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The Foundations of Rome Audio Visual Resources

Stupid Ancient History - Foundation of Rome: from Kingship to Republic, 753–440 BC

Dave Midgley and Helen Taylor are Director of Humanities and Head of History respectively at Parrs Wood High School and have been teaching Ancient History at GCSE and A Level for longer than either of them would probably like to admit. James Hill is the Science technician Manager at Parrs Wood, long-suffering accomplice to their various shenanigans and resident non-expert in all things Ancient History.

The Foundations of Rome: from Kingship to Republic, 753-440 BCE

Dr Shushma Malik, from University of Roehampton, provides an overview of how Rome’s foundation story was told through literature, material culture and historical authors in Rome. From the myth of Romulus and Remus to the geography of Rome and its surrounding areas, Sushma charts the development and urbanisation of Rome from myth to reality. What’s more, Sushma explains the relationship between Roman myth and identity, helping teachers explain to GCSE students how important Rome’s origin stories were to her people and how this is reflected in artefacts from Rome itself. This video includes Virgil’s Aeneid, maps of the region, coins and a hand mirror depicting the myths of Early Rome. Recorded as part of the Manchester Classical Association CATB Ancient History Day

The link (left) takes you to The Legends of History videos on the Foundation of Rome including videos on:

Romulus: The Founder of Rome

Numa Pompilius: The Peaceful King of Rome

Tullus Hostilius: The War King

Ancus Marcius: The Conqueror of the Latins

Lucius Tarquinius Priscus: The Elder

Servius Tullius: The Tragic King of Rome and Tarquinius Superbus: The Final King of Rome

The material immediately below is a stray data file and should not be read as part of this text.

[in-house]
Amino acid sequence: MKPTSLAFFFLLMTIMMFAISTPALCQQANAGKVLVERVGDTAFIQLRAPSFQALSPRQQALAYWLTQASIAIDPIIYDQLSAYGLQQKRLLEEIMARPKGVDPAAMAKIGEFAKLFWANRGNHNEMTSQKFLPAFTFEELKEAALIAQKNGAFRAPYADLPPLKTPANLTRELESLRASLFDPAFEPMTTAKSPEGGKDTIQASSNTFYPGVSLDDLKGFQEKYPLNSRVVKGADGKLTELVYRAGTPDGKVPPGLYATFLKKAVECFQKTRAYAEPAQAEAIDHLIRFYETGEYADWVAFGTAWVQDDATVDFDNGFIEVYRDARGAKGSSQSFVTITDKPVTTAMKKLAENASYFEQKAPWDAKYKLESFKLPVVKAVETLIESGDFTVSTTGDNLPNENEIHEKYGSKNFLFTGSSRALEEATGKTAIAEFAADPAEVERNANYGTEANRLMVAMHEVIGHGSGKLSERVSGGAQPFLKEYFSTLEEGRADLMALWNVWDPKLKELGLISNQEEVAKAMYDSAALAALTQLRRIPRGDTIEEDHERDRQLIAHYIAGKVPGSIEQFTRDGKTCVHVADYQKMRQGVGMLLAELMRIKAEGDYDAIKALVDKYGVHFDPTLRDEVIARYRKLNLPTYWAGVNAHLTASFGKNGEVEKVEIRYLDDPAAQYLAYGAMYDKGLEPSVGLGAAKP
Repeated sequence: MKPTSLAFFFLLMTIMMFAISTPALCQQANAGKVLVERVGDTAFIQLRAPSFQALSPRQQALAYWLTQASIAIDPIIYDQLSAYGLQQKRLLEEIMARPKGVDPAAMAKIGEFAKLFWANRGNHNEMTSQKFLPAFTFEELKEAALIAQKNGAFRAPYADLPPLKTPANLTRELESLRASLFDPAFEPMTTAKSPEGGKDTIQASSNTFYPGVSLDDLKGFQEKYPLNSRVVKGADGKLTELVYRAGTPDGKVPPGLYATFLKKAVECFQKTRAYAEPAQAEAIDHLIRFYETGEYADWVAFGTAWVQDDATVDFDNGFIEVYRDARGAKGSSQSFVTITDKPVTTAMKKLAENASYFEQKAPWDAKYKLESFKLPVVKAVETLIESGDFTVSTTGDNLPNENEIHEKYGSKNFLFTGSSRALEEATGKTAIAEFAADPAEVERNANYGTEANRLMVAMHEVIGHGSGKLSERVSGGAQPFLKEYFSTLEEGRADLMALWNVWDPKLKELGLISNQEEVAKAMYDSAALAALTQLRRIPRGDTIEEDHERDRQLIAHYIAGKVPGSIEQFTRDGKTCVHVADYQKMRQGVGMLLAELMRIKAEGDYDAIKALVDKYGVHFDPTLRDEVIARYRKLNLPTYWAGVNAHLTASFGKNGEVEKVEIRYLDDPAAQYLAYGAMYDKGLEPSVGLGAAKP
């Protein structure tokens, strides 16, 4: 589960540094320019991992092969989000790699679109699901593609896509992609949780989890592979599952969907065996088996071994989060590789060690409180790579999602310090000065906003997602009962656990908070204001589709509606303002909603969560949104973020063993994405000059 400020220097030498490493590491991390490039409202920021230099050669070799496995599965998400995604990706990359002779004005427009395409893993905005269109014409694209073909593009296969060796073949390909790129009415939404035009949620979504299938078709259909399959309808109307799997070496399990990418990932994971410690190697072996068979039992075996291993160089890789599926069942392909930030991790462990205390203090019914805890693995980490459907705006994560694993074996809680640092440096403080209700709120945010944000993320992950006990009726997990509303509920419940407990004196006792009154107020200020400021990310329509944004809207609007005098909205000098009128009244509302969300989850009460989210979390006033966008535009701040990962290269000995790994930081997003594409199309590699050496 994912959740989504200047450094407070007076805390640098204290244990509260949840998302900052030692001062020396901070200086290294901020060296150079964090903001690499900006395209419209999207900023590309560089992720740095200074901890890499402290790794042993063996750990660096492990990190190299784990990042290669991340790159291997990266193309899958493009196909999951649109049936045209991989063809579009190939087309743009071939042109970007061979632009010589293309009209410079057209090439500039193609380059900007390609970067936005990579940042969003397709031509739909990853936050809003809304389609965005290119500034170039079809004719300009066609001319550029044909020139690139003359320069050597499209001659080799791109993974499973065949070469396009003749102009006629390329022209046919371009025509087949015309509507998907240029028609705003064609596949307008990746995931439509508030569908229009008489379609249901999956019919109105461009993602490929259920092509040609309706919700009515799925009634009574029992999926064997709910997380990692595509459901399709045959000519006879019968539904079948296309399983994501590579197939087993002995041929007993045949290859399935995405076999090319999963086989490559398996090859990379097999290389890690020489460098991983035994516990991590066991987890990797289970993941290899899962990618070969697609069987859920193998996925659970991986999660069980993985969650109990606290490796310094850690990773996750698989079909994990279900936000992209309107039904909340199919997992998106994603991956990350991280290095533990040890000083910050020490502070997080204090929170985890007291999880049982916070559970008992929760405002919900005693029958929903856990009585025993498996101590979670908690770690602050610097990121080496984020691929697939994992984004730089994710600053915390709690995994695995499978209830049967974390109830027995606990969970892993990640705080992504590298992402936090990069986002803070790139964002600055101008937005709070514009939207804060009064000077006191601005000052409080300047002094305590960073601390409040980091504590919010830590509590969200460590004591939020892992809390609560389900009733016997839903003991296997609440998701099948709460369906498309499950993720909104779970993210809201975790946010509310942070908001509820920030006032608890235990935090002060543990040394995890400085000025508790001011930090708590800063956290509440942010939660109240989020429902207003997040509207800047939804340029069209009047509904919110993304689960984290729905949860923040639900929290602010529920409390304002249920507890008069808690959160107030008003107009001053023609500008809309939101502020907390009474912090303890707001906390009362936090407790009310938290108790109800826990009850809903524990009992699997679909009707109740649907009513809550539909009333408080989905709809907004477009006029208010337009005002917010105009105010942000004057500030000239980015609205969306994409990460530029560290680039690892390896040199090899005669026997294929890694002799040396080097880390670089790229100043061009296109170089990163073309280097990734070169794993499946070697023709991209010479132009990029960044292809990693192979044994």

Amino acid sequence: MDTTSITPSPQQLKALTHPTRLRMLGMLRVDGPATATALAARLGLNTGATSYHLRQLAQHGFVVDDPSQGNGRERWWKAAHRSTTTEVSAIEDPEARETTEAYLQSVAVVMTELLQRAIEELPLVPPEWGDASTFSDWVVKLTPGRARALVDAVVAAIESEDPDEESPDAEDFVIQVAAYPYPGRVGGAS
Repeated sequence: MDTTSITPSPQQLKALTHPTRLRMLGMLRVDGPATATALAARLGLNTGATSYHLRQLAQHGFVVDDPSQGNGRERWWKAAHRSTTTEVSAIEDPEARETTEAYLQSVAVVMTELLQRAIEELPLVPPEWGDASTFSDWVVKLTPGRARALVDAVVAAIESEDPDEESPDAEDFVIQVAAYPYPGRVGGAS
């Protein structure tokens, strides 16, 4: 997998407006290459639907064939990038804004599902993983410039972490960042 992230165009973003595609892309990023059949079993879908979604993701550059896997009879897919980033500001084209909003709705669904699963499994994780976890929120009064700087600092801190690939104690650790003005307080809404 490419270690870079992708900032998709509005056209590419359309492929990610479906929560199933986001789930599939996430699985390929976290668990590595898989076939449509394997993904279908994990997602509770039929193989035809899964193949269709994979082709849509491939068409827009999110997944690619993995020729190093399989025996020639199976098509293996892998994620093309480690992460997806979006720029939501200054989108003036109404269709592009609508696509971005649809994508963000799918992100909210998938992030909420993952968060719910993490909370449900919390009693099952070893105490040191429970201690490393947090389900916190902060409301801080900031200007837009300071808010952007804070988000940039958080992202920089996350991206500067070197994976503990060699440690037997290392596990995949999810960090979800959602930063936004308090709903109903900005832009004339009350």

Romulus and Remus

[Source: BBC Radio Four - In Our Time]

Melvyn Bragg and his guests discuss Romulus and Remus, the central figures of the foundation myth of Rome. According to tradition, the twins were abandoned by their parents as babies, but were saved by a she-wolf who found and nursed them. Romulus killed his brother after a vicious quarrel, and went on to found a city, which was named after him. The myth has been at the core of Roman identity since the 1st century AD, although the details vary in different versions of the story. For many Roman writers, the story embodied the ethos and institutions of their civilisation. The image of the she-wolf suckling the divinely fathered twins remains a potent icon of the city even today. With Mary Beard (Professor of Classics at the University of Cambridge), Peter Wiseman (Emeritus Professor of Classics and Ancient History at the University of Exeter), Tim Cornell (Emeritus Professor of Ancient History at the University of Manchester).

The Roman Republic

[Source: BBC Radio 4 - In Our Time]

Melvyn Bragg and guests discuss the rise and eventual downfall of the Roman Republic which survived for 500 years.Around 550 BC, Lucretia, the daughter of an aristocrat, was raped by the son of Tarquin, the King of Rome. Lucretia told her family what had happened to her and then in front of them, killed herself from shame. The Roman historian Livy describes what was believed to have happened next:"Brutus, while the others were absorbed in grief; drew out the knife from Lucretia's wound, and holding it up, dripping with gore, exclaimed, "By this blood, most chaste until a prince wronged it, I swear, and I take you, gods, to witness, that I will pursue Lucius Tarquinius Superbus and his wicked wife and all his children, with sword, with fire, aye with whatsoever violence I may; and that I will suffer neither them nor any other to be king in Rome!". The King was duly expelled from the city and the Roman Republic was founded and lasted for 500 years. But in what form did this republic evolve, what were its values and ideals and what ultimately caused the end of the world’s first true experiment in constitutional government?With Greg Woolf, Professor of Ancient History at St Andrews University; Catherine Steel, Lecturer in Classics at the University of Glasgow; Tom Holland, historian and author of Rubicon: the Triumph and Tragedy of the Roman Republic.